Recalling a Sermon on Contentment

I haven’t listened to many sermons in the last few years, but I did tonight. It was a simple message, but it helped me see some blind spots.

The preacher shared a quote from Voltaire. It basically said ‘God created man in his image and man has attempted to return the favor.’ What this means, is that we try to create a version of God in our mind that fits our life. If we value financial stability and providing for our family above everything, we twist God into this being that understands when we hoard our money and don’t give with open hands to the poor. If we value romantic relationships above everything, we twist God into this being that understands and welcomes our sexual sin.

The preacher said we should twist ourselves to align with God instead.

“There are things about Jesus that I don’t like,” the preacher said. “There are commands that Jesus makes that are hard for me. But we cannot twist Jesus into something we like. We must twist ourselves instead. Die to ourselves and learn to cling to Jesus more.”

He went on to say that Jesus was radical. Jesus didn’t know where he would eat the next day. Jesus didn’t know where he would sleep the next night. But he still relied on God. Because Jesus was radical, we should live radical lives too; giving our security away so our brothers and sisters can eat, abstaining from sexual immorality when the world promotes lust.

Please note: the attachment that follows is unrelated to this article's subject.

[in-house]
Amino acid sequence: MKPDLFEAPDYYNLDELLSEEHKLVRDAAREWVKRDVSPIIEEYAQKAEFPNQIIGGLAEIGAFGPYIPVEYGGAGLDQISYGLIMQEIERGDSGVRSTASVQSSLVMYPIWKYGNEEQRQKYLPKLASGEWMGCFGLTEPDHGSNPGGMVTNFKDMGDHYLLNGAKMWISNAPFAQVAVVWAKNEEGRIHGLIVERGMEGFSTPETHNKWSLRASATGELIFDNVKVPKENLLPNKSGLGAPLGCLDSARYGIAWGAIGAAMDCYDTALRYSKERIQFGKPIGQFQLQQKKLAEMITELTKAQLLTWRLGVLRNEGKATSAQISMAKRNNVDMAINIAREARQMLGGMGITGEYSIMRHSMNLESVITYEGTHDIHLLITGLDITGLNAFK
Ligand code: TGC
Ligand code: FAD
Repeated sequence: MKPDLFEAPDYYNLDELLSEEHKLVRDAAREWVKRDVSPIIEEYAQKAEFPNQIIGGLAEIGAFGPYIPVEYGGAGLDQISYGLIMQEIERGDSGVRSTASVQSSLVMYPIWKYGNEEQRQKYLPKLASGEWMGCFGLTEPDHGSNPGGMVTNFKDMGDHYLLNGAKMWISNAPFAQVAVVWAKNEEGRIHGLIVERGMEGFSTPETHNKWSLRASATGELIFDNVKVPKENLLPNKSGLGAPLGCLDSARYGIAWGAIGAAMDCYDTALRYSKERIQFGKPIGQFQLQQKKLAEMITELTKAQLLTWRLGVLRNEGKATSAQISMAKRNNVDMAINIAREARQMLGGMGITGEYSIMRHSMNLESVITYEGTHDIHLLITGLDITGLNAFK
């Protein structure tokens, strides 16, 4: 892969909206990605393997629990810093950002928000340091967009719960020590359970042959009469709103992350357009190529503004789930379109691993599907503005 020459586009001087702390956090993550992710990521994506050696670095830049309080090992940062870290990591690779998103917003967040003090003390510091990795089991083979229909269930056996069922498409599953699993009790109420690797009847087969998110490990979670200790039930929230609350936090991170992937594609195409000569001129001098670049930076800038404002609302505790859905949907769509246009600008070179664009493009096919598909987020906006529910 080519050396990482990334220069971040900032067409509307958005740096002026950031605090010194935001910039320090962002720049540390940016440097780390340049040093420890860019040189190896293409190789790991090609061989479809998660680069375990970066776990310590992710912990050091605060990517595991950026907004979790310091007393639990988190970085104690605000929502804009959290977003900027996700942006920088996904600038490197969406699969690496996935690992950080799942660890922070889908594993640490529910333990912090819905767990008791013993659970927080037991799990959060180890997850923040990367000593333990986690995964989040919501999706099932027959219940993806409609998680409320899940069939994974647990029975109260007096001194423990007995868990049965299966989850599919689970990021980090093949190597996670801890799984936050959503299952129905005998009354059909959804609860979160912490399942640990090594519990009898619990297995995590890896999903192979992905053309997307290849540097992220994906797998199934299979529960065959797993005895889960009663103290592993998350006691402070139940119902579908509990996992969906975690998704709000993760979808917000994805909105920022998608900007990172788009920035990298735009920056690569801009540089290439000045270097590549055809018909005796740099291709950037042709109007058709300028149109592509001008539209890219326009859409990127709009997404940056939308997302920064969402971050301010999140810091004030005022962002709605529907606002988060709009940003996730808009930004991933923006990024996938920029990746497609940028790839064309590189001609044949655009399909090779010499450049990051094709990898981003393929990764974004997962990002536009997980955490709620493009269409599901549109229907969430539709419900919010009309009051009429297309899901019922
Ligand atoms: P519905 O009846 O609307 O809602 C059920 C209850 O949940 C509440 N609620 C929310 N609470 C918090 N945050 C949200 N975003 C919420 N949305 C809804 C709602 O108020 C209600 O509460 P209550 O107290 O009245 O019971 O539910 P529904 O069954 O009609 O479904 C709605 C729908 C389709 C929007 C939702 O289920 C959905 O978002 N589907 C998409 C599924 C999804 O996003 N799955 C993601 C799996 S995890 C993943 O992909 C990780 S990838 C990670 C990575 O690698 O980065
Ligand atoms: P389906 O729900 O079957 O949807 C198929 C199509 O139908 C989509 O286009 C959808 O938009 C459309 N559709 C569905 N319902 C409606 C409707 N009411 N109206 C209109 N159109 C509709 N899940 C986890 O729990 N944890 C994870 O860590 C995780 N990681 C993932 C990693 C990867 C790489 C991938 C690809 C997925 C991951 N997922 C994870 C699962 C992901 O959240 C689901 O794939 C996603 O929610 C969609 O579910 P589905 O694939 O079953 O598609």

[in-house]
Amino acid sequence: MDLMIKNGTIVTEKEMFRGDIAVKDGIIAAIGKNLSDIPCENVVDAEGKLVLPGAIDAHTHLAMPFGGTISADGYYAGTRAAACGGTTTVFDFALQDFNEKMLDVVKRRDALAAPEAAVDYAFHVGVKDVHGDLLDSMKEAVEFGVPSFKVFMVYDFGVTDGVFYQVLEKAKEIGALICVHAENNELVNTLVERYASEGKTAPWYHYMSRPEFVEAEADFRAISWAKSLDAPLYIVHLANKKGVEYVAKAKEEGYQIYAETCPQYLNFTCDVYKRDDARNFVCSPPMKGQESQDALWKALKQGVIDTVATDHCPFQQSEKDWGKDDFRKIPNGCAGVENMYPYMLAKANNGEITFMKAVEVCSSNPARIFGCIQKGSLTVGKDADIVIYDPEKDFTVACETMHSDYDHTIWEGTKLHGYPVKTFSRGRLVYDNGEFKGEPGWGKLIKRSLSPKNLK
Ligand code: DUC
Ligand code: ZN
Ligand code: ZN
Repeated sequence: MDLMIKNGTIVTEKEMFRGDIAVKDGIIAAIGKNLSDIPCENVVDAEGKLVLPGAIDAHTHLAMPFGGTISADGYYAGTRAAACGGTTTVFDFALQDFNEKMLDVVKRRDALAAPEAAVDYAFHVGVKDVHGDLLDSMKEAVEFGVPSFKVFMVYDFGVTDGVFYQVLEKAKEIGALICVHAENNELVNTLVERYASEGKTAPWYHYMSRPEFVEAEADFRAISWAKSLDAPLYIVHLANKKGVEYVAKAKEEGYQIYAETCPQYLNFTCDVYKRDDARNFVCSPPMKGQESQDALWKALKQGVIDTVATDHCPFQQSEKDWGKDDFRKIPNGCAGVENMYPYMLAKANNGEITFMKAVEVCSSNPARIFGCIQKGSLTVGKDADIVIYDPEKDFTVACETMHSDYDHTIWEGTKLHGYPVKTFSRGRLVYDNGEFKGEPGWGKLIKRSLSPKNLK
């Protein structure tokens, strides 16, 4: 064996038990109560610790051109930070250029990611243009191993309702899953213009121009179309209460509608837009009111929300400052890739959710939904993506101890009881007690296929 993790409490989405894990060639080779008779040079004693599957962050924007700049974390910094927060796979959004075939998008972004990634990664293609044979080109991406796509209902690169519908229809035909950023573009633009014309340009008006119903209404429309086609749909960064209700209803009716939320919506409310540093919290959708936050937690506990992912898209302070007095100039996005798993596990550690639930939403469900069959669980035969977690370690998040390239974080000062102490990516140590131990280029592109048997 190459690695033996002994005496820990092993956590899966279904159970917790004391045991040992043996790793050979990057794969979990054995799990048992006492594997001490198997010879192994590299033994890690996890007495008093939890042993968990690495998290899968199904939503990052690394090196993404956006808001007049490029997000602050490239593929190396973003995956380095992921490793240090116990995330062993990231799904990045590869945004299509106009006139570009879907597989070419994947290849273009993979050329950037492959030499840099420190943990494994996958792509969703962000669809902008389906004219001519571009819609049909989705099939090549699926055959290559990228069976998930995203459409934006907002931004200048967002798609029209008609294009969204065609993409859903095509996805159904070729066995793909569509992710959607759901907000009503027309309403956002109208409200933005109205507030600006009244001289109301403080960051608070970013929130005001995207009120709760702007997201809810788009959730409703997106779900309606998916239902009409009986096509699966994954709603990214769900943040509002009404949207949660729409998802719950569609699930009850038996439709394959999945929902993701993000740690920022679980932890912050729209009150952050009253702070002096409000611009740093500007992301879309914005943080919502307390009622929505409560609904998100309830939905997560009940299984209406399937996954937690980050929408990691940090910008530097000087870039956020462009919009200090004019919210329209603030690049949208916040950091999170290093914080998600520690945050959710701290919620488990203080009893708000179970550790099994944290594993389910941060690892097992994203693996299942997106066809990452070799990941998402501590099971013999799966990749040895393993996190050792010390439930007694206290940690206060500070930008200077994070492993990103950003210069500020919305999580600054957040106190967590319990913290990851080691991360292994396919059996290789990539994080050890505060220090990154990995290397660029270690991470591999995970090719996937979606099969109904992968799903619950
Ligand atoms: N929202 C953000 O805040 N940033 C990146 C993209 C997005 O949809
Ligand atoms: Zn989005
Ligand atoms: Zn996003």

The preacher said the reason we are not content is because we don’t really believe that Jesus is enough to sustain us.

These are things I have been hearing in church circles for a long time, but they struck me tonight. Dying to myself is hard. Believing ‘Jesus is enough’ all the time is hard. But twisting God into my own image does not work.

Megaphone

It is not until I’m seated in a reclined position that I realize how heavy the mental burdens of the day have been. Then I can see how unwieldy they really are. 

I’m wondering out loud a lot to my fifth grade definition of God. “Why all this pain? Why all this broken and bent and tragic? What are we doing? What are You doing? Do you love us, still? Did you ever at all? 

Basically, it boils down to : this life is really hard. A real slog at times. 

God doesn’t like to be asked direct questions, it seems. He likes to whisper in the wind and speak in a mourning dove’s song. I’mma be honest, I get pretty tired of discerning meaning from the breeze on a blade of grass (that’s a joke). 

How about some megaphone responses? Maybe he does that too in the face of tragedy, but I’m talking some straightforward, not cryptic, unmistakable commentary. I mean all of this light-heartedly (for now), but it would be nice to see some road signs marked, “Tyler, go here.” 

I’m in a life-lull for the moment and a big, clear push is welcome. 

 

If Jesus is for the poor…

As I was about to take communion in a church in Findlay, Ohio earlier this year, I was struck when the pastor quoted Paul saying, “Whoever eats the bread or drinks the cup in an unworthy manner will be guilty concerning the body and blood of the Lord.” Paul goes on to say we should “examine ourselves” before we partake.